You want to use your Raspberry Pi with a display that doesn’t have an HDMI connector. today I show you How to Connect Raspberry pi to monitor.
This question has caught many people off balance. Fortunately, adapters for monitors with a DVI or VGA input but no HDMI connectors are available.
DVI adapters are the most basic and inexpensive. If you look for “HDMI male to DVI female converter,” you will find them for less than $5-7.
How to Adjusting regulation with monitor
If your issue is a wide black border around the image, This problem will be solved in two steps.
You can use the Raspberry Pi’s desktop Configuration tool to make the screen fill the entire monitor (Figure 1).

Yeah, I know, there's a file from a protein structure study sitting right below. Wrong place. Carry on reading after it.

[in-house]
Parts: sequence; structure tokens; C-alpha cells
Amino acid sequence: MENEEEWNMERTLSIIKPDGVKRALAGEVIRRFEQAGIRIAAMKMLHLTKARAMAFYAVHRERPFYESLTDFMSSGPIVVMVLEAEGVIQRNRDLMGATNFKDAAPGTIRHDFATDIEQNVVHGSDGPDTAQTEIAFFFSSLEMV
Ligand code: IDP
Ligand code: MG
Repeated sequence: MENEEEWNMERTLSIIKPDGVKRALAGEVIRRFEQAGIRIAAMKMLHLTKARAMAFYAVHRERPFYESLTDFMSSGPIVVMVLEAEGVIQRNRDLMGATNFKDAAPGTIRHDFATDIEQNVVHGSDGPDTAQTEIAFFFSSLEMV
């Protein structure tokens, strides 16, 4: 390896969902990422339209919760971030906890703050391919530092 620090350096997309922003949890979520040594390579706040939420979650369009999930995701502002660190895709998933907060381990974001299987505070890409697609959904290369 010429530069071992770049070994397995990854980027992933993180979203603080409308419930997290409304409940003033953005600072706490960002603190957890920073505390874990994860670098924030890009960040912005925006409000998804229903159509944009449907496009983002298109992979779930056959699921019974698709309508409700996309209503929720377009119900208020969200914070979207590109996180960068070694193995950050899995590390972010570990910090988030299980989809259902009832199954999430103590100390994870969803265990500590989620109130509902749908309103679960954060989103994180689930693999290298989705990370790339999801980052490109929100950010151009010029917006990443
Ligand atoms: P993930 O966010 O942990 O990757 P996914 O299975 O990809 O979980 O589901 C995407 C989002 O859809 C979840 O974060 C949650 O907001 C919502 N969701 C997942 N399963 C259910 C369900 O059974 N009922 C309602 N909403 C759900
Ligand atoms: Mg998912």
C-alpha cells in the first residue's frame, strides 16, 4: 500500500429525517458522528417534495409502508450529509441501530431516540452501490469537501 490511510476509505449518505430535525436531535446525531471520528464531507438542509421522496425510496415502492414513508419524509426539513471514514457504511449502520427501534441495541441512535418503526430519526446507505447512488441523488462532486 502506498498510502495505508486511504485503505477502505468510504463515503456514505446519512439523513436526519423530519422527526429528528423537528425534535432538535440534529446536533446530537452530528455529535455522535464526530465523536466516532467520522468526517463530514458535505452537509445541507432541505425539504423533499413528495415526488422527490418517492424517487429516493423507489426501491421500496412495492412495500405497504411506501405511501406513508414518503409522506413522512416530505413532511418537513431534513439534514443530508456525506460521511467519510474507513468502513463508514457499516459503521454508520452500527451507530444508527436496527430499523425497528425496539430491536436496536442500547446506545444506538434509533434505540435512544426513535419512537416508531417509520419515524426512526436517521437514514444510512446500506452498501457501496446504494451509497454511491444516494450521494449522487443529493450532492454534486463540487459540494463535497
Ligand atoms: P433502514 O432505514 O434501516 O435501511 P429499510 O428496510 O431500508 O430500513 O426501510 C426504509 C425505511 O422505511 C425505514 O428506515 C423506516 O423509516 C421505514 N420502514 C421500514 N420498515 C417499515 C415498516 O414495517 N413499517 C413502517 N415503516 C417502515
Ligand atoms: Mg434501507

Go to the Raspberry Pi menu, select Preferences, and then click Raspberry Pi Configuration to access this.
You must now edit the /boot/config.txt file. You can either remove the SD card and install it on your PC or Mac, or you can edit the SD card directly on the Raspberry Pi.
The nano editor is usually used to edit files on the Raspberry Pi itself.
Enter the following command in a Terminal session if you’re happy to go ahead and edit the file with nano:
sudo nano /boot/config.txt
Keep an eye out for the segment on overscan. Figure 2 displays the four lines that need to be changed, each of which starts with #overscan.
You must activate the lines by removing the # character from the beginning of each line for them to take effect.
Press Ctrl-X to save and exit nano, then Y (to confirm), and Enter to exit.
Then, by trial and error, adjust the settings so the screen takes up as much space as possible on the display. It’s important to note that all four numbers must be negative.
To begin, try setting them all to –20. This will reduce the amount of screen real estate used.
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